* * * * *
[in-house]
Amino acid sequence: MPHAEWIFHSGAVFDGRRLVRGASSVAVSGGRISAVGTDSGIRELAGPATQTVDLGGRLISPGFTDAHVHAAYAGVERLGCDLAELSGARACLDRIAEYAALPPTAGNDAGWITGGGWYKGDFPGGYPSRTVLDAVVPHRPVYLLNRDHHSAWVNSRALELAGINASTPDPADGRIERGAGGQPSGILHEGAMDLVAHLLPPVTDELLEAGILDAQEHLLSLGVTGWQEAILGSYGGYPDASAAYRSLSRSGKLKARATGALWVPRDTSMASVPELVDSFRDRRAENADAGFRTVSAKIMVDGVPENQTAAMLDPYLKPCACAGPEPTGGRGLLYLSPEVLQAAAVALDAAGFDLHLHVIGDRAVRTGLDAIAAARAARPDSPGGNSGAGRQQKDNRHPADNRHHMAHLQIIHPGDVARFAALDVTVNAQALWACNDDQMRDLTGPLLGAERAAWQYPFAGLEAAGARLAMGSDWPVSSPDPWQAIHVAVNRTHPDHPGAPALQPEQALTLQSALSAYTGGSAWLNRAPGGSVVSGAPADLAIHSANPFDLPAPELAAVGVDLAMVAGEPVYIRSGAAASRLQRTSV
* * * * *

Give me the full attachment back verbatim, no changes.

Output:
[in-house]
Amino acid sequence: MPHAEWIFHSGAVFDGRRLVRGASSVAVSGGRISAVGTDSGIRELAGPATQTVDLGGRLISPGFTDAHVHAAYAGVERLGCDLAELSGARACLDRIAEYAALPPTAGNDAGWITGGGWYKGDFPGGYPSRTVLDAVVPHRPVYLLNRDHHSAWVNSRALELAGINASTPDPADGRIERGAGGQPSGILHEGAMDLVAHLLPPVTDELLEAGILDAQEHLLSLGVTGWQEAILGSYGGYPDASAAYRSLSRSGKLKARATGALWVPRDTSMASVPELVDSFRDRRAENADAGFRTVSAKIMVDGVPENQTAAMLDPYLKPCACAGPEPTGGRGLLYLSPEVLQAAAVALDAAGFDLHLHVIGDRAVRTGLDAIAAARAARPDSPGGNSGAGRQQKDNRHPADNRHHMAHLQIIHPGDVARFAALDVTVNAQALWACNDDQMRDLTGPLLGAERAAWQYPFAGLEAAGARLAMGSDWPVSSPDPWQAIHVAVNRTHPDHPGAPALQPEQALTLQSALSAYTGGSAWLNRAPGGSVVSGAPADLAIHSANPFDLPAPELAAVGVDLAMVAGEPVYIRSGAAASRLQRTSV